Last year Presley began inquiring about those living in Merci de Dieu (“Thanks to God”) village, asking questions and desiring to know about the people who have a strong hold on her Daddy’s heart. We have talked with her about those who struggle to eat one meal a day, who struggle to find shelter to keep their family safe, who do not have the opportunity to attend school.
Over time, her little heart has become consumed for the Haitian people.
Not too long ago, she began to think of ways she could help. One morning, while playing in her playroom, she came downstairs with a toy in her hand and said,
“mom, I don’t think my friends in Haiti have toys. Can I give them this toy?”
Later that same evening, after tucking her in bed, I heard a rustling in her bedroom. Feeling very annoyed that my “downtime” was being interrupted, I walked into her room ready to set out the consequences of her being up and about. There on her bed were different outfits layed out. I wasn’t even able to ask her what she was doing before she blurted out,
“mom, maybe I can give these clothes to my sisters in Haiti. Some of them still fit me, but some do not.”
I don’t think she ever made eye contact with me. She was so busy pulling clothes out of her drawers, closet, and dress-up box. I sat and watched as she struggled to sift through her dress-up clothes. I could see the angst and turmoil within her as she debated whether she could actually live without her beloved pink tutu.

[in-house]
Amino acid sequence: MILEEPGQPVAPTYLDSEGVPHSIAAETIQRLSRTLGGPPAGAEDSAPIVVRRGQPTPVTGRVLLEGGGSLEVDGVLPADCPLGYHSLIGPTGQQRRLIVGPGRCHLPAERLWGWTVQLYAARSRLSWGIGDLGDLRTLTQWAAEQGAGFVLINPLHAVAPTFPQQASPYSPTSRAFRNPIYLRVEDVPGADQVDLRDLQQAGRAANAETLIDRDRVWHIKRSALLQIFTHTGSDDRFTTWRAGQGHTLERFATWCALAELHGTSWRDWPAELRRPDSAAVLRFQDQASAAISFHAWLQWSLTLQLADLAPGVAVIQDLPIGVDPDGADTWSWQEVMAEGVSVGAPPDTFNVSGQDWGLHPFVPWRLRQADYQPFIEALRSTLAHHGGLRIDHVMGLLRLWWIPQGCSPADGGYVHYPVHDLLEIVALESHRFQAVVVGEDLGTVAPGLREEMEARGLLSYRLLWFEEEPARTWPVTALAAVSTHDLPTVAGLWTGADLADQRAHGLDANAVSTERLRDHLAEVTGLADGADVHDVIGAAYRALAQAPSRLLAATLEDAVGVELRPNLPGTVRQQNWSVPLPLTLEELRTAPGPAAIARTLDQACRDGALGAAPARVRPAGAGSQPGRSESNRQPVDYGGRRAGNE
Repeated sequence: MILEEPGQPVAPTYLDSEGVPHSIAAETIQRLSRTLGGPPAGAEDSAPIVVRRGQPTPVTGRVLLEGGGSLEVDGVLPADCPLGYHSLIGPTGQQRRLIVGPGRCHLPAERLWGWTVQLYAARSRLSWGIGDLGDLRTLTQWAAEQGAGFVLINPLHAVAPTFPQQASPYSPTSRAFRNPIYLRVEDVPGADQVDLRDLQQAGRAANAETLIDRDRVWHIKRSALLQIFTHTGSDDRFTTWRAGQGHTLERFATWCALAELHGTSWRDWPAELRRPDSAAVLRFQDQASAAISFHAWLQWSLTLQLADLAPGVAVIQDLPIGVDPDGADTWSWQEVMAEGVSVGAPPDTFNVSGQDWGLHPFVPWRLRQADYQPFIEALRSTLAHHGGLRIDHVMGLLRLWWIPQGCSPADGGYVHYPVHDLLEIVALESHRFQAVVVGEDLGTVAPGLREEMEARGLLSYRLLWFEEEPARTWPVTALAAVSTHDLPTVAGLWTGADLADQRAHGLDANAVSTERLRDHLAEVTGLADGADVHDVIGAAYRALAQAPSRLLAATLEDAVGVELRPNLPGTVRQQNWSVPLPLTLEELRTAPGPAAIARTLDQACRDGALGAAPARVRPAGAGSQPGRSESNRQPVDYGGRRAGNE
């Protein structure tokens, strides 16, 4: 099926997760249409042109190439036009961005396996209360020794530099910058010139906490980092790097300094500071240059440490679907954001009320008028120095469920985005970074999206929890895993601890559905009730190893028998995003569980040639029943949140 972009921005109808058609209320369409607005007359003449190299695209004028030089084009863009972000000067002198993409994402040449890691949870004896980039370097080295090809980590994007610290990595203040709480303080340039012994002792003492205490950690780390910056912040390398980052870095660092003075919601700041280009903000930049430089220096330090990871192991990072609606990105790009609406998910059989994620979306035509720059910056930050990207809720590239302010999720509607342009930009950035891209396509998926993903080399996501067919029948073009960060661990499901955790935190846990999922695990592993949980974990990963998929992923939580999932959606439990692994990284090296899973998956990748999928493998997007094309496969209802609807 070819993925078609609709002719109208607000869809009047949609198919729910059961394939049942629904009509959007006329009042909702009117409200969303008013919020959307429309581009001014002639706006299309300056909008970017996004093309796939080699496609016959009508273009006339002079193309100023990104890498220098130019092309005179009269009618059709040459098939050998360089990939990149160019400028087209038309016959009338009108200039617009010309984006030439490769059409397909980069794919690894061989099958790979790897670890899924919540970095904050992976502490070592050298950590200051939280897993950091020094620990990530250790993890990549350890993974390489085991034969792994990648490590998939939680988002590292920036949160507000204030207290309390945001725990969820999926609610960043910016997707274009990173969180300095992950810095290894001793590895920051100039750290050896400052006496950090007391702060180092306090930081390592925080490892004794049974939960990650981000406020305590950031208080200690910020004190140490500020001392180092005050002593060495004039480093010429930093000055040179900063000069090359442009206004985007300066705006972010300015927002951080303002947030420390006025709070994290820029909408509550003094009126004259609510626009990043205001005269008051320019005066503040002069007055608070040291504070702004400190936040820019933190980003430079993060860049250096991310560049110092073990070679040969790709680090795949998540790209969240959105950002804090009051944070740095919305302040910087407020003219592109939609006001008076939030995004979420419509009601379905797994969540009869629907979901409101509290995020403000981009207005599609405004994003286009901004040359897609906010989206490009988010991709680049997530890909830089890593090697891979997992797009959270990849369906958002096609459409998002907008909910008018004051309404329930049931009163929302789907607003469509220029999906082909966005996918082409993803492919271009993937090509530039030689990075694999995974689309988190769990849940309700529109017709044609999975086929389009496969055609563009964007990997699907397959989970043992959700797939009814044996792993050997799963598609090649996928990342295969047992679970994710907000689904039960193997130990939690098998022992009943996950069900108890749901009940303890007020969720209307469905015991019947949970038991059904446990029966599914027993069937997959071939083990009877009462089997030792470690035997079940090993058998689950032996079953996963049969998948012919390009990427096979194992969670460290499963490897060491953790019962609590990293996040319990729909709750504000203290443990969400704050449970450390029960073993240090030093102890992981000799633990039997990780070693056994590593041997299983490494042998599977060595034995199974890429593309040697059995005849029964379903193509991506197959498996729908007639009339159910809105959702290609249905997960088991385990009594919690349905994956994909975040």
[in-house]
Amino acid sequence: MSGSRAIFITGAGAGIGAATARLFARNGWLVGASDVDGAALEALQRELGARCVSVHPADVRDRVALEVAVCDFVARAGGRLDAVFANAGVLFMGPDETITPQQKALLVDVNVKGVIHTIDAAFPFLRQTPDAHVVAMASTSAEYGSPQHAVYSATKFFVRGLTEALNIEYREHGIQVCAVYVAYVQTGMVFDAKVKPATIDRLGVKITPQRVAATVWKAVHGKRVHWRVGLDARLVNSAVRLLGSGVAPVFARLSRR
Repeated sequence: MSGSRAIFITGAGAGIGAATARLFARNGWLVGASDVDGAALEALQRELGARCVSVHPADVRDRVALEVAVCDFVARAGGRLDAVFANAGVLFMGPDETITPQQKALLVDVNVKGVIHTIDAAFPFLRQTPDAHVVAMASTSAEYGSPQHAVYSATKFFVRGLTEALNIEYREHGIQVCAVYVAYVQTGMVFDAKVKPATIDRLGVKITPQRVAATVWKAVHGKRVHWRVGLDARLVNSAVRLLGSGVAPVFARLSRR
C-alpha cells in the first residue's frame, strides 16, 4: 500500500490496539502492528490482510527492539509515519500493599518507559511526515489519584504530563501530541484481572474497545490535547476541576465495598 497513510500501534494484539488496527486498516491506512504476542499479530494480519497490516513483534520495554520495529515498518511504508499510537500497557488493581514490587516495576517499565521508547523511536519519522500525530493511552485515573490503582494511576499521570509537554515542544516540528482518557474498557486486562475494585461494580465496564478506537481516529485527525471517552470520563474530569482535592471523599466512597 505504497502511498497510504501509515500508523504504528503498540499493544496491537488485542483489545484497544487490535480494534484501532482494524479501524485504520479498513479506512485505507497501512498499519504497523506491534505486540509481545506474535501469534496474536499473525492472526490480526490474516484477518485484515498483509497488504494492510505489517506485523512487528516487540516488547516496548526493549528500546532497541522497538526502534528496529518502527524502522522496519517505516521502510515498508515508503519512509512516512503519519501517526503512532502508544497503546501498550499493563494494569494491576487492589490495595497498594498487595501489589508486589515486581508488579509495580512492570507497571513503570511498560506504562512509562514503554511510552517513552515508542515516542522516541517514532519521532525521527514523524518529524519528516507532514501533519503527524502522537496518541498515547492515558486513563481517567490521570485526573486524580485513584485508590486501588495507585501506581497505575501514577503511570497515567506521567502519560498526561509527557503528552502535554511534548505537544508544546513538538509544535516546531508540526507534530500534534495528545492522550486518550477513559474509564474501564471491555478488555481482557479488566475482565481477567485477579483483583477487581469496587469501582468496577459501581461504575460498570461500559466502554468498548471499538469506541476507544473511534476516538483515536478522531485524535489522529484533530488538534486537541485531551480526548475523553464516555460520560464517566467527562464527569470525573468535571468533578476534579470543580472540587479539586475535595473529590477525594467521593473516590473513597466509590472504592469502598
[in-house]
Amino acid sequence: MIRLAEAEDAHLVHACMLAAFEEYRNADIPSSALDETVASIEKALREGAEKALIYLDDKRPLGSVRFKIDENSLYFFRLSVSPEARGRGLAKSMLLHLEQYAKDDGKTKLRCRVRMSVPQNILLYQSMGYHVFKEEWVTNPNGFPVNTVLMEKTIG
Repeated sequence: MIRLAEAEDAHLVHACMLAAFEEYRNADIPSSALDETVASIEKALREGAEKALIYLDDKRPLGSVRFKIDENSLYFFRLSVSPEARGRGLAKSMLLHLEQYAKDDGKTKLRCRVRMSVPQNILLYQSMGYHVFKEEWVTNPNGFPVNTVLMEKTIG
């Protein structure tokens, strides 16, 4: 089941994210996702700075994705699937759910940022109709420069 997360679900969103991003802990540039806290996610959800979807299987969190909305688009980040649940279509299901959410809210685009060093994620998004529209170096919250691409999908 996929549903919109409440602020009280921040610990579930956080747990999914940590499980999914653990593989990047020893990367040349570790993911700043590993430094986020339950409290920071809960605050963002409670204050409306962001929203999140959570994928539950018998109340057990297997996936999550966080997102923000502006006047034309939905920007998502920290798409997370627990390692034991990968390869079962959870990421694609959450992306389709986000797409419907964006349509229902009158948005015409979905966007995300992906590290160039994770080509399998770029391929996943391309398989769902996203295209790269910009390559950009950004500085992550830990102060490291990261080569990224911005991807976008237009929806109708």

Time went on and very slowly I realized that as her stash of clothes and toys grew so did her heart for Haiti. She seemed to be just as consumed with a love for Haiti as her dad. Eventually we held a garage sale and told Presley that we would use the money to help a little boy or girl in Haiti go to school. When she realized we hadn’t raised enough money she was disheartened and immediately tried to think of a way to solve the problem…..
“mom! I have money in my piggy bank! And maybe I can ask my cousins and hometeam friends to give me their piggy banks.”
She reached out to her friends and family collecting money to help her send a little boy or girl in the village to school. Every time she came to me asking if she had enough money and I didn’t give her the answer she was looking for, she would go to work thinking of another way to raise money. One day, while reading through a recent library book “Lemonade in Winter” she blurted out in excitement,
“I know, I can have a lemonade stand!”
And with that, she had enough money to send a little girl, Tueslyn, to school for one year.
Through the combination of emptying out piggy banks, collecting change from family and friends, holding one lemonade stand, and a garage sale, Presley was able to see God’s love in others as they extended loving kindness to help her heart felt desire to send a friend in Haiti to school.
Over the past year Presley has been filling up her piggy bank, and will be setting up a lemonade stand one day in May with the hope of sending Tueslyn to school again next year!
If you and your kids would like to join us by holding your very own neighborhood lemonade stand for Haiti, please let us know 🙂 The money you raise through your lemonade stand will go directly to Tueslyn’s (or another child’s) schooling for the 2015-2016 school year. You can send the money you raise directly to Mercy International (noting it “lemonade stand for Haiti”):
Mercy International 2734 Harvest Creek Lane Boerne, Texas 78006
The idea is not to put weight on the amount of money raised, but rather open little hearts and minds to the beauty of helping those in need….for it is when we extend a helping hand to the broken-hearted that we come to know the depth of God’s own love for us.
Written by Becca Burda